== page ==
The Art of the Deal

Negotiation 101 as Taught by President Donald J. Trump

by Dr. Ed DeVries

Donald-Trump-Kim-Jong-Un-North-Korea-Nuclear-WarA few weeks ago, Senator Lindsey Graham and former President Jimmy Carter were making the media rounds telling us that President Trump should receive the Nobel Peace Prize for bringing North Korea’s Supreme Leader, Kim Jong Un, to the negotiating table. When do Lindsey Graham or Jimmy Carter ever have anything nice to say about President Trump? Obviously, they were speaking from a belief that his proposed negotiation would fail. And they, along with countless of the president’s critics, have been anxiously waiting for the whole thing to just fall apart.

And now it has. Or has it?

The president’s May 24th letter to Kim Jong Un, cancelling their upcoming June 12th summit in Singapore, has the president’s critics on both the left and on the right trumpeting his failure. But when I read the president’s letter (see below) I did not see the Summit as cancelled. No. I saw the master negotiator at work.

Back in 1987, the not yet President Trump wrote in his best selling book, The Art of the Deal: “The worst thing you can possibly do in a deal is seem desperate to make it… . That makes the other guy smell blood, and then you’re dead.”

Re-read the wording of the president’s letter above and then come back to this article.

Did you see it? President Trump is placing Kim Jong Un in the uncomfortable position of being the “desperate” one.

In short, we are not witnessing the president failing at diplomacy. We are watching him succeed in The Art of the Deal.

Those of you still questioning the president’s foreign and military policy need to just read his book.  Just as Adolf Hitler laid out his policy and strategy for all to read in Mein Kampf, President Trump has done the same in The Art of the Deal.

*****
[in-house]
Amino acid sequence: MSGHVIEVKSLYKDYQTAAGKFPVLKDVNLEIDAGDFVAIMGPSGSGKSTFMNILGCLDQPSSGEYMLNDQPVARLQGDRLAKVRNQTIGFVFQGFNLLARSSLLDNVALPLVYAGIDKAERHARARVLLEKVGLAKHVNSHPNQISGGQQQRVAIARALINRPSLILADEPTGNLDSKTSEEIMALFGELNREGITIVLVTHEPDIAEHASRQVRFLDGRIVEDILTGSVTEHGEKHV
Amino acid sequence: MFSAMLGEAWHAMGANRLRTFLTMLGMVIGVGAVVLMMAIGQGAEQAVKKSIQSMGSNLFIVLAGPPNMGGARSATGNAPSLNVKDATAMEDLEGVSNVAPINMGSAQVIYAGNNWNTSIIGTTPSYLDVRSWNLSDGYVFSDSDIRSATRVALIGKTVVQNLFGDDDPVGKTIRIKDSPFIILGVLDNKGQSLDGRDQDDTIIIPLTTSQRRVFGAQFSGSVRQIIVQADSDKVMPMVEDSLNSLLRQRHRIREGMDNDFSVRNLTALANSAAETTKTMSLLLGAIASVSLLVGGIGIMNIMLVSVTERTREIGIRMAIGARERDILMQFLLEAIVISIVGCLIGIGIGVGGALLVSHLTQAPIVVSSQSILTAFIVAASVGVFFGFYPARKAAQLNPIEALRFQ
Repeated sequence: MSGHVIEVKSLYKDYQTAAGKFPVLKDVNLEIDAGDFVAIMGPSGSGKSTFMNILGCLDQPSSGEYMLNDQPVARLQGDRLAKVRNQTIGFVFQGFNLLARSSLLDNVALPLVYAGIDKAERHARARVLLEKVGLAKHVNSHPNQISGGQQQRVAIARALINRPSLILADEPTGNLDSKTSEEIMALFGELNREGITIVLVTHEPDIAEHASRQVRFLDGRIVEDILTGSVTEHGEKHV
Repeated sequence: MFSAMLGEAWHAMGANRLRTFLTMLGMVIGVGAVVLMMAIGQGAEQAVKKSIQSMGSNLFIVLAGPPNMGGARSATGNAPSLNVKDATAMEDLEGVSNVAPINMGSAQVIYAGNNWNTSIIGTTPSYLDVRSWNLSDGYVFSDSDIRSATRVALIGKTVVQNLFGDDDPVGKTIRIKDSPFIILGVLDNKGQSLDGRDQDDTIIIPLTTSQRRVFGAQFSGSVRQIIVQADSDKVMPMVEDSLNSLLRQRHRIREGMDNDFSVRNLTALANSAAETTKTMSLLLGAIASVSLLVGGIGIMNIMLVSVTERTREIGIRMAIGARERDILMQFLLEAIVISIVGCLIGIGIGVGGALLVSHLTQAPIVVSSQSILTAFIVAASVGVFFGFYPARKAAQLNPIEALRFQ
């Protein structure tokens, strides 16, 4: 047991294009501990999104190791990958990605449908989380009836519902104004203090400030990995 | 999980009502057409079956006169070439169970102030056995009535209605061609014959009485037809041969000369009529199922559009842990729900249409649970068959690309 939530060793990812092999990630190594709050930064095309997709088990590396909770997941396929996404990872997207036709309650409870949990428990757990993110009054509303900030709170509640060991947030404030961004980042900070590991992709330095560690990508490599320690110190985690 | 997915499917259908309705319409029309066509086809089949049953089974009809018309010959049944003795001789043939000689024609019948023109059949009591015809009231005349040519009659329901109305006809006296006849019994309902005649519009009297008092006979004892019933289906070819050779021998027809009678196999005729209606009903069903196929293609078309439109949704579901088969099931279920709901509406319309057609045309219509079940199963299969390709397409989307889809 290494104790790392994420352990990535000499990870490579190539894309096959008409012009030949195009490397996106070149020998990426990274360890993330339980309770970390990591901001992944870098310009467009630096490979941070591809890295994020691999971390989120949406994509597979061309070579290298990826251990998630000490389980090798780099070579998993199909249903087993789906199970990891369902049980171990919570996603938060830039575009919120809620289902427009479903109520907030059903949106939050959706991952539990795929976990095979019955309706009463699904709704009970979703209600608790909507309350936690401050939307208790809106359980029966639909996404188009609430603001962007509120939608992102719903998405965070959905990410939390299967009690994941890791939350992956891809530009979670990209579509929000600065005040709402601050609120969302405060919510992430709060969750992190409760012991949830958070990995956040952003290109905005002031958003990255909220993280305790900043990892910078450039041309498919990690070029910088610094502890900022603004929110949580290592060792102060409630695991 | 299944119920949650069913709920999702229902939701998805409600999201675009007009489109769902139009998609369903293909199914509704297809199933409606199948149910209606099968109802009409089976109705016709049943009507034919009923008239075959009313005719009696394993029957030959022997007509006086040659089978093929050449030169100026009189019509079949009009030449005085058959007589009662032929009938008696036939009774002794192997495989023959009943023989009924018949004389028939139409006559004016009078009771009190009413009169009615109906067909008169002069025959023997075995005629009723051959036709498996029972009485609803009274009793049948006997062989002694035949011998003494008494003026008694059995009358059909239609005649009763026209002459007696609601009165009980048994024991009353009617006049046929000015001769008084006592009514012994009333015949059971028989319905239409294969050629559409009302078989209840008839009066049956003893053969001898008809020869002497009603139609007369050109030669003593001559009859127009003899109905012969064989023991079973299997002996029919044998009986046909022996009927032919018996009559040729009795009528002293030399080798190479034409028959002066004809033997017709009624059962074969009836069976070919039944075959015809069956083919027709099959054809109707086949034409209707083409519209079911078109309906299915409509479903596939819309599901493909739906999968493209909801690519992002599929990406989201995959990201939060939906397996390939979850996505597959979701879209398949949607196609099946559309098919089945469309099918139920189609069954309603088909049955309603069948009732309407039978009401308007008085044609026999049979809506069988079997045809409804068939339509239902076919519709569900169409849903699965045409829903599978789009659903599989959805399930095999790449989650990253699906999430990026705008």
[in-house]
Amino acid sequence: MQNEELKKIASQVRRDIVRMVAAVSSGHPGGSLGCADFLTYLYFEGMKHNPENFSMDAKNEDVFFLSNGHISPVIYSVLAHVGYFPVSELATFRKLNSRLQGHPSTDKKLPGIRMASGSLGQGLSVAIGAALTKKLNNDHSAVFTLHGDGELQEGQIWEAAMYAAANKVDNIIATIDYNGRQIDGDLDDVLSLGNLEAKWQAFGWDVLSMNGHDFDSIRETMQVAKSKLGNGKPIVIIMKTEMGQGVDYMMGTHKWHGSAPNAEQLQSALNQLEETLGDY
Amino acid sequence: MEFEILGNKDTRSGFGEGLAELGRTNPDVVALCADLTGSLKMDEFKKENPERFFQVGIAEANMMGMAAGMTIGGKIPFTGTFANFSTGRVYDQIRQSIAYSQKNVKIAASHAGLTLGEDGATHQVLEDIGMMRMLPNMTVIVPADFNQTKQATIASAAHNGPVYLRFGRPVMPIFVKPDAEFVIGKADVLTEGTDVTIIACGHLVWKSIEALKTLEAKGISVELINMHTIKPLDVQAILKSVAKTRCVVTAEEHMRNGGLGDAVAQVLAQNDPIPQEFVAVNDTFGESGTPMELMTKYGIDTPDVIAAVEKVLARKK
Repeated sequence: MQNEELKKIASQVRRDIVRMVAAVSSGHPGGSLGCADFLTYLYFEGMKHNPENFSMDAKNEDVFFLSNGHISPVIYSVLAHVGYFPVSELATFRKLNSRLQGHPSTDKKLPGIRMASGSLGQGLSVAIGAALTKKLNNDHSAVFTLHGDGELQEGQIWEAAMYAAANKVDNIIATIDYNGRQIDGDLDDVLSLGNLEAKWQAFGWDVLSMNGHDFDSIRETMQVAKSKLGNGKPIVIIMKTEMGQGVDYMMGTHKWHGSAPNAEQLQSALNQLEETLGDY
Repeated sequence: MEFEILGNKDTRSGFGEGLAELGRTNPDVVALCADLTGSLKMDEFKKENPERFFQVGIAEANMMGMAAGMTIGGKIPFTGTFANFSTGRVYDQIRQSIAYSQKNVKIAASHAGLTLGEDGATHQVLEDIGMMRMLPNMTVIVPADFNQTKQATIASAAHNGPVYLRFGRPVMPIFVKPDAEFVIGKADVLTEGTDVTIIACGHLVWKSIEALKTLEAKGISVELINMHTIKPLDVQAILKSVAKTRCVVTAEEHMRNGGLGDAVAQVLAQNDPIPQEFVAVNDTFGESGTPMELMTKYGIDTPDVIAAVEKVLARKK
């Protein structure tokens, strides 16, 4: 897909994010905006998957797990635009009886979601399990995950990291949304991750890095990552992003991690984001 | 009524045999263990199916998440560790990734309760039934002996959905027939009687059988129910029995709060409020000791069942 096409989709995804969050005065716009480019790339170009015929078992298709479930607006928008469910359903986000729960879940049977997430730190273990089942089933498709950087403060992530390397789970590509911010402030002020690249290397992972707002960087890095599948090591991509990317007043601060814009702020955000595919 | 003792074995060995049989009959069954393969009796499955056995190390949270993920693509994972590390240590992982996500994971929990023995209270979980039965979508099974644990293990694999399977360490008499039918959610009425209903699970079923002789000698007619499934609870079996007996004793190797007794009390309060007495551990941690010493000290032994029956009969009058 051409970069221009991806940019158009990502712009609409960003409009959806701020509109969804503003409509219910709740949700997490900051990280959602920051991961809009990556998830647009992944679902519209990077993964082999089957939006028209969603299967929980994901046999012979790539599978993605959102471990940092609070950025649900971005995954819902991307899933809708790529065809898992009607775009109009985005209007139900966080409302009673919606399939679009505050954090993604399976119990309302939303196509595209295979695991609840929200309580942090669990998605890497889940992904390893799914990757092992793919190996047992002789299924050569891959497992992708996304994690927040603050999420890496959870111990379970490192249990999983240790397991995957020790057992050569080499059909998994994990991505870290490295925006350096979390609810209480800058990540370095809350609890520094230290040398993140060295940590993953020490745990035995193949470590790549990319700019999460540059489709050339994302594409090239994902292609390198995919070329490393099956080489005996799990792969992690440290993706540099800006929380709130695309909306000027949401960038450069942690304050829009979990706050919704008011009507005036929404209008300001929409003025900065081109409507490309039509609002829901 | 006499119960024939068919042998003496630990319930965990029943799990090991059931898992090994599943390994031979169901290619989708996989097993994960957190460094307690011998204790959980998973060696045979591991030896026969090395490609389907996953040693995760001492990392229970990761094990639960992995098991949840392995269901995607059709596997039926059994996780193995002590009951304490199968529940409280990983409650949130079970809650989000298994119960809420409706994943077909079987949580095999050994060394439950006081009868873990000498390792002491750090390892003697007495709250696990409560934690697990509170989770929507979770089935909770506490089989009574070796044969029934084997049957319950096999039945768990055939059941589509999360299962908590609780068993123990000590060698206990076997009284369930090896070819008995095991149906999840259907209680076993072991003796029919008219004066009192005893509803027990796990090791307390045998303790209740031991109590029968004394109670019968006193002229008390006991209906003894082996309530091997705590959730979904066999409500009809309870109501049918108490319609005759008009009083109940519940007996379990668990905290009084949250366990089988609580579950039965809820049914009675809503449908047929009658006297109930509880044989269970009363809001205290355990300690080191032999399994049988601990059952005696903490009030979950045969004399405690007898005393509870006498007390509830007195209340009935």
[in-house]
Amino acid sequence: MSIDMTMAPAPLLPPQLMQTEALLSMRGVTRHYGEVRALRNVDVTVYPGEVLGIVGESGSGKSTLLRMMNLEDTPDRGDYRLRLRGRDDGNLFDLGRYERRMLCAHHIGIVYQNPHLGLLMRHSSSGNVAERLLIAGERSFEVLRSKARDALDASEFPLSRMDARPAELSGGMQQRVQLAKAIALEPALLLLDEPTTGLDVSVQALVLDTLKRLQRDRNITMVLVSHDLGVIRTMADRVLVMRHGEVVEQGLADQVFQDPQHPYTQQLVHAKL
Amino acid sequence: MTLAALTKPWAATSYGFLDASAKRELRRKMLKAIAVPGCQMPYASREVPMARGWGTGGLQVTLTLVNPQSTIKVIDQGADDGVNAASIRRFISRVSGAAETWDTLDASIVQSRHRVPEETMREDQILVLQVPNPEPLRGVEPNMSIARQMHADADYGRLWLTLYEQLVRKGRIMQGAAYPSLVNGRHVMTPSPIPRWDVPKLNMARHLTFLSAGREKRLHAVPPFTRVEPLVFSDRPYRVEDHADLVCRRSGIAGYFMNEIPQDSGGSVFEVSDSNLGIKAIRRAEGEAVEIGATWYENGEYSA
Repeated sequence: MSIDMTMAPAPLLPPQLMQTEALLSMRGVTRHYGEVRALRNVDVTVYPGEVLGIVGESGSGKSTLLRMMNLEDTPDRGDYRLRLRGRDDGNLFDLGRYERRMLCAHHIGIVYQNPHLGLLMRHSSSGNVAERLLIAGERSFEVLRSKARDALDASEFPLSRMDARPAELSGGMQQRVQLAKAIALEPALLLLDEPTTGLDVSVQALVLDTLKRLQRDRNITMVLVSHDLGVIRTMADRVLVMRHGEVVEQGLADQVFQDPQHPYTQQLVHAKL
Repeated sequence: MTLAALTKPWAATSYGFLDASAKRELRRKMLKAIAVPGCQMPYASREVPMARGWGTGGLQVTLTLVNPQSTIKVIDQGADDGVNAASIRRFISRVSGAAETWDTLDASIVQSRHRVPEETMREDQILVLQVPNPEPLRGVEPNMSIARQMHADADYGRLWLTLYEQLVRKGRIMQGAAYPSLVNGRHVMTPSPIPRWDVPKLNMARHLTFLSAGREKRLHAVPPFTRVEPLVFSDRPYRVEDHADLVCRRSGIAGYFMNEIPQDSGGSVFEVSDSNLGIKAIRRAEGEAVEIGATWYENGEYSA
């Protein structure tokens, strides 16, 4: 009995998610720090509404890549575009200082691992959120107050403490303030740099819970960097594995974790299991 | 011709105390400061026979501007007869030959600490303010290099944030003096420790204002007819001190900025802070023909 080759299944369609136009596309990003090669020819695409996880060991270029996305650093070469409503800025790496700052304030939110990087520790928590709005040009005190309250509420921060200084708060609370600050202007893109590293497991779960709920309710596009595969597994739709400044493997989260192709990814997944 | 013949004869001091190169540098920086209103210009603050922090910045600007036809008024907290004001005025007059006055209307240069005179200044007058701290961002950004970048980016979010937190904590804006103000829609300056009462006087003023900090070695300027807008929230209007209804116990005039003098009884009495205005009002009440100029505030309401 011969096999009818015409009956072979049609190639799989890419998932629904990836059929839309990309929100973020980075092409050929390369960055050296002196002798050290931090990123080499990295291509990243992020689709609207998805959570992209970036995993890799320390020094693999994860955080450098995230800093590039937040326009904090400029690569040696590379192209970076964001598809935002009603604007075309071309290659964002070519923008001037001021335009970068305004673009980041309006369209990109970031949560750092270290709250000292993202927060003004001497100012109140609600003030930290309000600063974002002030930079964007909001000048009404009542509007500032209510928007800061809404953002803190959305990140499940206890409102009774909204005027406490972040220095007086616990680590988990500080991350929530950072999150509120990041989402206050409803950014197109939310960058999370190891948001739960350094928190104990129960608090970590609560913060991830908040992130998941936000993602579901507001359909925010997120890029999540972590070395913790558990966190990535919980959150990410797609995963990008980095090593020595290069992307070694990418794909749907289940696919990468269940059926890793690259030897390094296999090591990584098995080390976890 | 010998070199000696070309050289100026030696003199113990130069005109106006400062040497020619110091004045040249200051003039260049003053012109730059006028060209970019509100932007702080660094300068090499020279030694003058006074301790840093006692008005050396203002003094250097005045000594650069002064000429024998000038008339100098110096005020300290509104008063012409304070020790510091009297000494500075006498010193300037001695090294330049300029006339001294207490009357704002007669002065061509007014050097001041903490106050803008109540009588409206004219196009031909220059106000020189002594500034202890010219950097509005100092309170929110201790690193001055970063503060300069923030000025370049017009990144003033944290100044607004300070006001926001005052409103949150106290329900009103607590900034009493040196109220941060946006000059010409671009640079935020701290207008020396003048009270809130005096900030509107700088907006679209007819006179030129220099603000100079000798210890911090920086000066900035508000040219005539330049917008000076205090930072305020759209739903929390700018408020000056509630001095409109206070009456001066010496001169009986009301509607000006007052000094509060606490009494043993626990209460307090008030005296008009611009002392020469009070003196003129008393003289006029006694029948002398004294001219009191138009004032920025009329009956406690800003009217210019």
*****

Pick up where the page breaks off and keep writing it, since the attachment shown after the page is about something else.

What we are seeing in the president’s letter to Kim, or in his handling of the Iran Nuclear Deal, is a necessary willingness to walk away from the table. Those of us who have successfully negotiated, even if it was just the price of an automobile, know how important that can be.

To quote National Security Advisor, John Bolton: “The lesson that America learned, painfully, a long time ago, but that Dean Acheson once said, is we only negotiate from positions of strength. It was a lesson that the last administration did not follow.”

By showing that he is willing to walk away from the negotiation table the president is establishing the “position of strength” for the United States. And it sends a clear message to North Korea, to Iran, and to the world that the United States will not accept inadequate deals.

After reading The Art of the Deal it will become clear that the president’s foreign policy, however confusing, has two very consistent elements.

Whether it be threatening “Rocket Man” (Kim Jong Un) on Twitter, or moving the embassy in Israel to that nation’s capital in Jerusalem, or even the bombing of Syria, the president applies pressure. Then, he disengages.

Here’s how it works:

  • First, President Trump pressures the most intransigent and hostile side in the conflict.
  • Second, he divests the United States from the conflict.
  • This forces the relevant parties to find a way to work it out among themselves with minimal cost to the United States.

It has been so long since a president, or the State Department, has negotiated from a position of America-first that the world, and especially Americans, have simply forgotten what it looks like.  But so far, all of the president’s major foreign-policy decisions can be seen as primarily reflecting his promised America-first approach.